Author and blogger Heather B. Armstrong writes about her experience as one of only a few people to participate in an experimental treatment for depression involving ten rounds of a chemically induced coma approximating brain death.

For years, Heather B. Armstrong has alluded to her struggle with depression on her website. But in 2016, Heather found herself in the depths of a depression she just couldn’t shake, an episode darker and longer than anything she had previously experienced. 

This book recalls the torturous eighteen months of suicidal depression she endured and the month-long experimental study in which doctors used propofol anaesthesia to quiet all brain activity for a full fifteen minutes before bringing her back from a flatline. Ten times. The experience wasn’t easy. Not for Heather or her family. But a switch was flipped, and Heather hasn’t experienced a single moment of suicidal depression since. The Valedictorian of Being Dead brings to light a groundbreaking new treatment for depression.

The Woman They Could Not Silence – Kate Moore

“Can [a woman] not even think her own thoughts, and speak her own words, unless her thoughts and expressions harmonize with those of her husband?”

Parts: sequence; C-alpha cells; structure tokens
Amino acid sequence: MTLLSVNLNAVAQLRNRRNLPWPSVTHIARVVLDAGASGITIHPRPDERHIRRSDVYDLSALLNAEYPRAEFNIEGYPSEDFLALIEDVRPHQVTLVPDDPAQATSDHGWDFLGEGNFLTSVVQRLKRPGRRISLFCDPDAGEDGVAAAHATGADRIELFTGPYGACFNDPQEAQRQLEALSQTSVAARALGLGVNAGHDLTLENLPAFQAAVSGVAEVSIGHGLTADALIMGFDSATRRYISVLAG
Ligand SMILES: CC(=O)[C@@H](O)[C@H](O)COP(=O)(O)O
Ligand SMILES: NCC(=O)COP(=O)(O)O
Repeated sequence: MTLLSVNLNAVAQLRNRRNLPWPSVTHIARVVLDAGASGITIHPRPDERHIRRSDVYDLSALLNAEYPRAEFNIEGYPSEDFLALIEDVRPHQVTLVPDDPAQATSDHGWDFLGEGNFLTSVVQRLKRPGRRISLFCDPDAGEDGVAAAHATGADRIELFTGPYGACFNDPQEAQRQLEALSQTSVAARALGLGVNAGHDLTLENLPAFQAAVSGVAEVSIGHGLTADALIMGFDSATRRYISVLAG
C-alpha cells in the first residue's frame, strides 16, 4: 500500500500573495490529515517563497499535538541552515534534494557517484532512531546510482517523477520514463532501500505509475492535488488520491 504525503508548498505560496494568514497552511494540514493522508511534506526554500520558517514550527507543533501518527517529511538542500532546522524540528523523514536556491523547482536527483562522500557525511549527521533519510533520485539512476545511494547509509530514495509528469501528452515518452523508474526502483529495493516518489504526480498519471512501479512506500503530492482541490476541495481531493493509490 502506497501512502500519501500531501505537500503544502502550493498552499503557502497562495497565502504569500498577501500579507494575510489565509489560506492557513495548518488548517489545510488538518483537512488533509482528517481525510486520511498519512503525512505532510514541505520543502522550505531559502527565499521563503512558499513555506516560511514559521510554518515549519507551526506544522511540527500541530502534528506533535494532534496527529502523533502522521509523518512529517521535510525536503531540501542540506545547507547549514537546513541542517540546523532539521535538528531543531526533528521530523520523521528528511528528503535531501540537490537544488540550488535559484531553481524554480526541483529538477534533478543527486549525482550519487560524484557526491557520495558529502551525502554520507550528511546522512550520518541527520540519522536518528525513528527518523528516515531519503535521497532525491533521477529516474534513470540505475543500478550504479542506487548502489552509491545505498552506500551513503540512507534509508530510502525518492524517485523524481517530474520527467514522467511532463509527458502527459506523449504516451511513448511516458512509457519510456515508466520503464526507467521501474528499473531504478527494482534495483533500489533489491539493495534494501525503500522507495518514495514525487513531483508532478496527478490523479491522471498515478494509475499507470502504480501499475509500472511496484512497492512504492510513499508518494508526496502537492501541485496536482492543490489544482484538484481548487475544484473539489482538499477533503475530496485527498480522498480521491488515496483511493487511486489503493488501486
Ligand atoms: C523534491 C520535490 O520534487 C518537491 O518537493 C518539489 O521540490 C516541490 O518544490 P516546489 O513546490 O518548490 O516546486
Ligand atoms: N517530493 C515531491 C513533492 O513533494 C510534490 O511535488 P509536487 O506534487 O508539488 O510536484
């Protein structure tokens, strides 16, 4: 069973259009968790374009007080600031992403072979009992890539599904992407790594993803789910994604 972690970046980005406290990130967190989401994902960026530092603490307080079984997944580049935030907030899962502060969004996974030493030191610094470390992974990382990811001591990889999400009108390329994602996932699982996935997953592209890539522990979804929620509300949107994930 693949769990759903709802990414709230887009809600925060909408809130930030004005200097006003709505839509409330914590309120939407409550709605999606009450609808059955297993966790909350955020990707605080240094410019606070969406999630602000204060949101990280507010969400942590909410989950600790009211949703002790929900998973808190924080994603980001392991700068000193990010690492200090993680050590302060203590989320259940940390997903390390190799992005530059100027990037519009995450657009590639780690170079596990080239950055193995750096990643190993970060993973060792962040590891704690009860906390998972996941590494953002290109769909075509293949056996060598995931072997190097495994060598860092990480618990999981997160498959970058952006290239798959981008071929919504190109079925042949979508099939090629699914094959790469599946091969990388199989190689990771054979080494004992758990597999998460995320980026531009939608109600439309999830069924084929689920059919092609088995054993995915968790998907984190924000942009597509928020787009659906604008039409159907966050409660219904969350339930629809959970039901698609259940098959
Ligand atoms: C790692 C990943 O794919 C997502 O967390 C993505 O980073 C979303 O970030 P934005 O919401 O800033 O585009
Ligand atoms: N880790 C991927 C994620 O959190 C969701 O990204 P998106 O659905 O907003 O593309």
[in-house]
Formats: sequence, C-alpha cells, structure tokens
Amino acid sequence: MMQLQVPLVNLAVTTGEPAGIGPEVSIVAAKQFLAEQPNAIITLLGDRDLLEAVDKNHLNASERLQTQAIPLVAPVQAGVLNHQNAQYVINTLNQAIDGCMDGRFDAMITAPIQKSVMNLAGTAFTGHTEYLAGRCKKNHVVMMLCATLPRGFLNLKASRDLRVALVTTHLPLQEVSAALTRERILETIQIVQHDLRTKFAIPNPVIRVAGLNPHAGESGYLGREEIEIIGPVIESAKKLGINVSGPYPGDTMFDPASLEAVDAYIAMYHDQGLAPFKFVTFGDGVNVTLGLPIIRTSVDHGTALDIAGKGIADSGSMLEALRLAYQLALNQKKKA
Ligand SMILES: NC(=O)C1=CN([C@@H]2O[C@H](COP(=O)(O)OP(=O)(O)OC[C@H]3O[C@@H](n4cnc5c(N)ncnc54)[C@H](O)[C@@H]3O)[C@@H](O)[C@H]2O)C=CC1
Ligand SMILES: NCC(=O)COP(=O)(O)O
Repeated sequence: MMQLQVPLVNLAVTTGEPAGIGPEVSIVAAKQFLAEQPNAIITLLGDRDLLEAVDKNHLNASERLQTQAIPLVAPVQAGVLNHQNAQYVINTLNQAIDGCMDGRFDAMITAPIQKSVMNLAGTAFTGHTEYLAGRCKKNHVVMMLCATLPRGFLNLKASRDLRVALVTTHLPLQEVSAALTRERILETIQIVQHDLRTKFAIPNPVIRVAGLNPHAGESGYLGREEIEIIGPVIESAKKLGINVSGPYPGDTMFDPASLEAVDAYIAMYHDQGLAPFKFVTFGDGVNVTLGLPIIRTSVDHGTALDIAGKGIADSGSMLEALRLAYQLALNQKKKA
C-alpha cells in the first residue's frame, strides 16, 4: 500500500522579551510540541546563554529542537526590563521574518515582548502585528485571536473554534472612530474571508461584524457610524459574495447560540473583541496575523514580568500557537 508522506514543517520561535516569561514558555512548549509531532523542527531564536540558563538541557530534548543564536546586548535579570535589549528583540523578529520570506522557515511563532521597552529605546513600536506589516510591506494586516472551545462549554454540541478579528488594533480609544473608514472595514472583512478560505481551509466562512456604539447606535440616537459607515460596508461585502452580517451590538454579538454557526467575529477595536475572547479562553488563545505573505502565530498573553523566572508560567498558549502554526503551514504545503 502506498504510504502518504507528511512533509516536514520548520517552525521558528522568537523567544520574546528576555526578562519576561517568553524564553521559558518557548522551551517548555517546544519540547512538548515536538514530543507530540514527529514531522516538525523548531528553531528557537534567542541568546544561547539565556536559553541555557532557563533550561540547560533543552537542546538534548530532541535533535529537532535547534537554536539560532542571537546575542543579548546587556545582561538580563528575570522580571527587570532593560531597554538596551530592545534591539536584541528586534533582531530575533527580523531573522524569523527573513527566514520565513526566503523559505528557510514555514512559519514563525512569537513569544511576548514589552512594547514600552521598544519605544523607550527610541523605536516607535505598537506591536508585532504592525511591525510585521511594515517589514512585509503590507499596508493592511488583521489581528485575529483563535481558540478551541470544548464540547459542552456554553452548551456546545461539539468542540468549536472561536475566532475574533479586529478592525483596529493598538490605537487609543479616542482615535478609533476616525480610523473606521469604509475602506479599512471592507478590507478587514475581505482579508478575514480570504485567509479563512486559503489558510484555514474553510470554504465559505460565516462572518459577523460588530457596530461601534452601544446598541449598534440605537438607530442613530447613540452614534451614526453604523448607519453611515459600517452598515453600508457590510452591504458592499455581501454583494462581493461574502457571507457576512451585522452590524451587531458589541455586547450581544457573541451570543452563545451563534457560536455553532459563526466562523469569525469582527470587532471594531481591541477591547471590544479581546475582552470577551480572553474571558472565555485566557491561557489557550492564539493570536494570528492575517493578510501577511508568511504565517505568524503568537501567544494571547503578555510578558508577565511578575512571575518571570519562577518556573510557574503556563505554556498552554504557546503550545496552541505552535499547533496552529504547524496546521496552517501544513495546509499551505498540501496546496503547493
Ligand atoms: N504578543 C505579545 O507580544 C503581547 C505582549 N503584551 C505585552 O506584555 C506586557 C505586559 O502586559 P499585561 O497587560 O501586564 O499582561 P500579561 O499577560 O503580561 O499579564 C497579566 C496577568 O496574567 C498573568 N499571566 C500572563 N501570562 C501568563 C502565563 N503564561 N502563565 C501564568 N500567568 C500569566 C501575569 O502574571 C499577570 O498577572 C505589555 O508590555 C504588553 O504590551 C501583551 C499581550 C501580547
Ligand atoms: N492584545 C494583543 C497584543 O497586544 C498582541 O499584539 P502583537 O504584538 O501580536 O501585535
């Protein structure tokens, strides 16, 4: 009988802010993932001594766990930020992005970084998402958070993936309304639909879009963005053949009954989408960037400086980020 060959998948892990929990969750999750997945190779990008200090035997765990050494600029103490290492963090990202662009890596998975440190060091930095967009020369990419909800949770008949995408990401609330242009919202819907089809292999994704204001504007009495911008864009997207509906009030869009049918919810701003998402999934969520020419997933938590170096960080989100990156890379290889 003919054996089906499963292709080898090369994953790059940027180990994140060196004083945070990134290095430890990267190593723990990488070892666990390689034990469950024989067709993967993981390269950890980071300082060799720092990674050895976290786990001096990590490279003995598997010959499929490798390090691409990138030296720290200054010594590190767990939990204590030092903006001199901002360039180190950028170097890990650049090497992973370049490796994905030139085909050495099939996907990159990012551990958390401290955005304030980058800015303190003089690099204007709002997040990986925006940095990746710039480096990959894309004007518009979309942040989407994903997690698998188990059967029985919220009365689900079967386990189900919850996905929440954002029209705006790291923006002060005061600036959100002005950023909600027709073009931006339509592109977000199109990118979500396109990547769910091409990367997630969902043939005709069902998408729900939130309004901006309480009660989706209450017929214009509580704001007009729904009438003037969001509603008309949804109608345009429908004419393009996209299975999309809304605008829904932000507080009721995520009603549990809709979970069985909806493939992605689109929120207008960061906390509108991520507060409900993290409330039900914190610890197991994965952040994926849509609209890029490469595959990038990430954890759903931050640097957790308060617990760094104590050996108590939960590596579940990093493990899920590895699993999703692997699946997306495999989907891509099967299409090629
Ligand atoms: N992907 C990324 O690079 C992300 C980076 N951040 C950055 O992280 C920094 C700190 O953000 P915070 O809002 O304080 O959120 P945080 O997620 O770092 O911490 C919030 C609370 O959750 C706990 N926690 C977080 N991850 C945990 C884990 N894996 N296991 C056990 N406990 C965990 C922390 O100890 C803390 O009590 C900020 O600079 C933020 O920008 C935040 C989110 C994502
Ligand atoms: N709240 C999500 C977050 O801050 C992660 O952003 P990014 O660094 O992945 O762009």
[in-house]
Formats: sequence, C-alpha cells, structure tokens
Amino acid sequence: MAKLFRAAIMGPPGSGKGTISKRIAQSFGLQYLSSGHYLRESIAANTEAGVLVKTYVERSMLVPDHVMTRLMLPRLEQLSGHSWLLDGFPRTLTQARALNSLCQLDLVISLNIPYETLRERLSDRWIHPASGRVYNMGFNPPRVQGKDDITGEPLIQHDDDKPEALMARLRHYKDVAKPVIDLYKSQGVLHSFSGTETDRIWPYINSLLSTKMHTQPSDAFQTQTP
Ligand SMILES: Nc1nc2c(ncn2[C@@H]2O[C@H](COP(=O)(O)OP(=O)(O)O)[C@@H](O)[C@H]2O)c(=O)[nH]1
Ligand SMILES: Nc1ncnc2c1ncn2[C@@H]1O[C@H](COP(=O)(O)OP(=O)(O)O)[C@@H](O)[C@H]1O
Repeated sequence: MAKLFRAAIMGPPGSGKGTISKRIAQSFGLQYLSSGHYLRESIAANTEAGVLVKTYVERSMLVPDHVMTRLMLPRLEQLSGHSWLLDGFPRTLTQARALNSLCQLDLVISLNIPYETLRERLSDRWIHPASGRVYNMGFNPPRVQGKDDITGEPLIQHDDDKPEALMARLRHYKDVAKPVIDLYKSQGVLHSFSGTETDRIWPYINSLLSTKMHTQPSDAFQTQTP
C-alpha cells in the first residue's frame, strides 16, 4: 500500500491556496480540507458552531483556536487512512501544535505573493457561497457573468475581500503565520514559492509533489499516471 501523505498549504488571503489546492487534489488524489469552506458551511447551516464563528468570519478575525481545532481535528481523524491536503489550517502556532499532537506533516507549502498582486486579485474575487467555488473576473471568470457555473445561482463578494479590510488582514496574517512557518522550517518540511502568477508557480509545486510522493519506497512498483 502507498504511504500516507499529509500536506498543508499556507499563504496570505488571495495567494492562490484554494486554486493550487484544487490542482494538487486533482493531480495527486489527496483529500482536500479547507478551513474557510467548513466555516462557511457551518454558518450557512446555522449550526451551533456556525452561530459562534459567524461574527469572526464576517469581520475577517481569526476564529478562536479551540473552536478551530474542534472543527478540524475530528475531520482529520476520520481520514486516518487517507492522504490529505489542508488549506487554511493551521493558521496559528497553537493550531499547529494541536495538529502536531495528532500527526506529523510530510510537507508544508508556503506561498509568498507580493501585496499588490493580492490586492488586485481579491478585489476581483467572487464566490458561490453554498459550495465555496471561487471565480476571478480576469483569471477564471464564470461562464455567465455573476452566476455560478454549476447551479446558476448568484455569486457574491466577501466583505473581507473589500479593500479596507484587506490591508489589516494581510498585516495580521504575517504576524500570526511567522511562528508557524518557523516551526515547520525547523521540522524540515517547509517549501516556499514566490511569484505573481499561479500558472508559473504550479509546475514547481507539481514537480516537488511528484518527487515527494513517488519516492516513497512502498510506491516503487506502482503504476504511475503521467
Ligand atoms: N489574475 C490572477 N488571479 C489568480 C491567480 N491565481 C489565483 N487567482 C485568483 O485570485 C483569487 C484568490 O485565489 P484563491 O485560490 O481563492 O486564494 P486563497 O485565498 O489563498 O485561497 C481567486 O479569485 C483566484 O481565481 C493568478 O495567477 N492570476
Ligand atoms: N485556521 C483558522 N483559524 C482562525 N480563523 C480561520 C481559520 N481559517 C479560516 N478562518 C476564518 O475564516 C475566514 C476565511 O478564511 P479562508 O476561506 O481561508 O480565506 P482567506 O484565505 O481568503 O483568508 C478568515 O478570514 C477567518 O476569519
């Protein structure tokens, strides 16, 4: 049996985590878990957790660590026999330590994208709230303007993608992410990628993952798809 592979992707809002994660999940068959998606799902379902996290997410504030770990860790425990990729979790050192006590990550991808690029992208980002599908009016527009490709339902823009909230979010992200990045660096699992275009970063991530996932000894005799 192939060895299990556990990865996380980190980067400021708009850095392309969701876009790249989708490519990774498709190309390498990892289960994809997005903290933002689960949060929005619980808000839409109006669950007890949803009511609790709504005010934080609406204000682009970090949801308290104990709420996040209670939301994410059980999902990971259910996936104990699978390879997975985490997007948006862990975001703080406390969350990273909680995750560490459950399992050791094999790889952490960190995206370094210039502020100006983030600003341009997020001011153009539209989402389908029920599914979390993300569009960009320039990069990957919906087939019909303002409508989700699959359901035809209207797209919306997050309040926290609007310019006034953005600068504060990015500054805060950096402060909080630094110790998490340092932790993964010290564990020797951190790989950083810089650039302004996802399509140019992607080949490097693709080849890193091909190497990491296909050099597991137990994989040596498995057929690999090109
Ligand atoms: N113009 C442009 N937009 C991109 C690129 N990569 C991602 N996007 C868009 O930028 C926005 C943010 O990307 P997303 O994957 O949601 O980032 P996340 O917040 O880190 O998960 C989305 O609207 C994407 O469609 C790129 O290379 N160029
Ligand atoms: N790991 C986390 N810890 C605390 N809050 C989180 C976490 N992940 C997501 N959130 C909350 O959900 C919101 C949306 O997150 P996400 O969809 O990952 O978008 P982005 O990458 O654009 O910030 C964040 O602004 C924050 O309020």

Taking inspiration from the #MeToo movement, Kate Moore delved into the history of women who, more often than not, have been labelled ‘crazy’ and silenced for speaking the truth. Kate wondered if there was a woman whose perseverance, despite everything that was done to discredit her, prevailed.

She found Elizabeth Packard who, in 1860, was taken against her will to Jacksonville Insane Asylum, two hundred miles from her home, because of her “excessive application of body & mind.” The person who was responsible for this injustice was her husband of 21 years and the father of her six children.

The evidence of her so called insanity?

“I, though a woman, have just as good a right to my opinion, as my husband has to his.”

Elizabeth, after being a dutiful wife, mother and homemaker for almost all of her adult life, heard about the women’s rights movement and gave herself permission to think for herself. She also disagreed with her preacher husband about matters of religion and, with her great intellect and her persuasive arguments, he was afraid of the consequences of her speaking her mind.

This was a time when most states “had no limits on relatives’ “right of disposal” to commit their loved ones”, where an insanity trial had to take place before you were admitted to a state hospital (but not if you were a married woman) and where “married women had no legal identities of their own.”

The thought of me living in 1860 terrifies me. I’m certain I too would have been institutionalised and I don’t know I would have been able to sustain the fortitude that Elizabeth displayed. Don’t think that you wouldn’t have also been at risk of such a fate, as